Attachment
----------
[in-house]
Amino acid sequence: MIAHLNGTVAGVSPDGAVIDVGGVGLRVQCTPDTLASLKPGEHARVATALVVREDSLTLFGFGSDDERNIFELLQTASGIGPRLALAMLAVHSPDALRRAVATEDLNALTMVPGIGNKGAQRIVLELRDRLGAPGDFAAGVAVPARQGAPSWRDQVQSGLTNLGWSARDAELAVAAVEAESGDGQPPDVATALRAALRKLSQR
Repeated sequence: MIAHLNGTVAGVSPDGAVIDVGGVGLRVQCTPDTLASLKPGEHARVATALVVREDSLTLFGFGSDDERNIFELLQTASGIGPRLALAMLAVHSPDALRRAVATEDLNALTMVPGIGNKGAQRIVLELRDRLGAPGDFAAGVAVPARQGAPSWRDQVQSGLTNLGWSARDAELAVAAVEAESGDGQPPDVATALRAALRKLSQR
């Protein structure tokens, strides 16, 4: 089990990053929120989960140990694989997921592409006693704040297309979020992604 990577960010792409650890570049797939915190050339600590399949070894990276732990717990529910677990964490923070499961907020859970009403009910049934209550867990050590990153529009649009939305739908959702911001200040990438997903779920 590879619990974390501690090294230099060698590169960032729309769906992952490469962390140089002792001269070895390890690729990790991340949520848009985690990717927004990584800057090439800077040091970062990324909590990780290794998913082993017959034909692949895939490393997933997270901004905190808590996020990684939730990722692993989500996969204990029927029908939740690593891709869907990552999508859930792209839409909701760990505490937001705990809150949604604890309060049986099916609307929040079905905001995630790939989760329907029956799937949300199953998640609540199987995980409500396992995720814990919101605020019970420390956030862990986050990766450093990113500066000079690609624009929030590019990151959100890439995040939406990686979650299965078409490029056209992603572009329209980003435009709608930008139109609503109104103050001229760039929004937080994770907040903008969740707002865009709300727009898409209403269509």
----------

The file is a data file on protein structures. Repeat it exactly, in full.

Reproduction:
[in-house]
Amino acid sequence: MIAHLNGTVAGVSPDGAVIDVGGVGLRVQCTPDTLASLKPGEHARVATALVVREDSLTLFGFGSDDERNIFELLQTASGIGPRLALAMLAVHSPDALRRAVATEDLNALTMVPGIGNKGAQRIVLELRDRLGAPGDFAAGVAVPARQGAPSWRDQVQSGLTNLGWSARDAELAVAAVEAESGDGQPPDVATALRAALRKLSQR
Repeated sequence: MIAHLNGTVAGVSPDGAVIDVGGVGLRVQCTPDTLASLKPGEHARVATALVVREDSLTLFGFGSDDERNIFELLQTASGIGPRLALAMLAVHSPDALRRAVATEDLNALTMVPGIGNKGAQRIVLELRDRLGAPGDFAAGVAVPARQGAPSWRDQVQSGLTNLGWSARDAELAVAAVEAESGDGQPPDVATALRAALRKLSQR
């Protein structure tokens, strides 16, 4: 089990990053929120989960140990694989997921592409006693704040297309979020992604 990577960010792409650890570049797939915190050339600590399949070894990276732990717990529910677990964490923070499961907020859970009403009910049934209550867990050590990153529009649009939305739908959702911001200040990438997903779920 590879619990974390501690090294230099060698590169960032729309769906992952490469962390140089002792001269070895390890690729990790991340949520848009985690990717927004990584800057090439800077040091970062990324909590990780290794998913082993017959034909692949895939490393997933997270901004905190808590996020990684939730990722692993989500996969204990029927029908939740690593891709869907990552999508859930792209839409909701760990505490937001705990809150949604604890309060049986099916609307929040079905905001995630790939989760329907029956799937949300199953998640609540199987995980409500396992995720814990919101605020019970420390956030862990986050990766450093990113500066000079690609624009929030590019990151959100890439995040939406990686979650299965078409490029056209992603572009329209980003435009709608930008139109609503109104103050001229760039929004937080994770907040903008969740707002865009709300727009898409209403269509």